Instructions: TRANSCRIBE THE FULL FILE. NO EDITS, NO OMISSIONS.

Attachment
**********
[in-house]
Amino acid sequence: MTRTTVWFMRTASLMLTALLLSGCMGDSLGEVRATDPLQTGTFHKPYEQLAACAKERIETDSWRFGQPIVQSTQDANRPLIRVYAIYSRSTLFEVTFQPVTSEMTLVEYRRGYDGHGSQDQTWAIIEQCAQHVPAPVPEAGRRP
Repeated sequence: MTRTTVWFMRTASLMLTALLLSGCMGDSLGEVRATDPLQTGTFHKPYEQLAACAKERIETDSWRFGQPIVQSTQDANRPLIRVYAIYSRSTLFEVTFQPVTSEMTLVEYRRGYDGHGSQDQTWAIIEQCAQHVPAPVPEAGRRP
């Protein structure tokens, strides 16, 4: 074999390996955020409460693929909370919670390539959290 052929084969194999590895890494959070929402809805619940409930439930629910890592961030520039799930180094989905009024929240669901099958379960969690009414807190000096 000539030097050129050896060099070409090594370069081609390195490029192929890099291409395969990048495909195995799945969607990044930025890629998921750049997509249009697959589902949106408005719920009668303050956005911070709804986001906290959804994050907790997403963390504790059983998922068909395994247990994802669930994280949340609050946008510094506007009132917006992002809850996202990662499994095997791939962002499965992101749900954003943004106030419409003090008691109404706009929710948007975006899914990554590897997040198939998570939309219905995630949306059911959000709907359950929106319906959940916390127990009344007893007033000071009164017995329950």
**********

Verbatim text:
[in-house]
Amino acid sequence: MTRTTVWFMRTASLMLTALLLSGCMGDSLGEVRATDPLQTGTFHKPYEQLAACAKERIETDSWRFGQPIVQSTQDANRPLIRVYAIYSRSTLFEVTFQPVTSEMTLVEYRRGYDGHGSQDQTWAIIEQCAQHVPAPVPEAGRRP
Repeated sequence: MTRTTVWFMRTASLMLTALLLSGCMGDSLGEVRATDPLQTGTFHKPYEQLAACAKERIETDSWRFGQPIVQSTQDANRPLIRVYAIYSRSTLFEVTFQPVTSEMTLVEYRRGYDGHGSQDQTWAIIEQCAQHVPAPVPEAGRRP
């Protein structure tokens, strides 16, 4: 074999390996955020409460693929909370919670390539959290 052929084969194999590895890494959070929402809805619940409930439930629910890592961030520039799930180094989905009024929240669901099958379960969690009414807190000096 000539030097050129050896060099070409090594370069081609390195490029192929890099291409395969990048495909195995799945969607990044930025890629998921750049997509249009697959589902949106408005719920009668303050956005911070709804986001906290959804994050907790997403963390504790059983998922068909395994247990994802669930994280949340609050946008510094506007009132917006992002809850996202990662499994095997791939962002499965992101749900954003943004106030419409003090008691109404706009929710948007975006899914990554590897997040198939998570939309219905995630949306059911959000709907359950929106319906959940916390127990009344007893007033000071009164017995329950």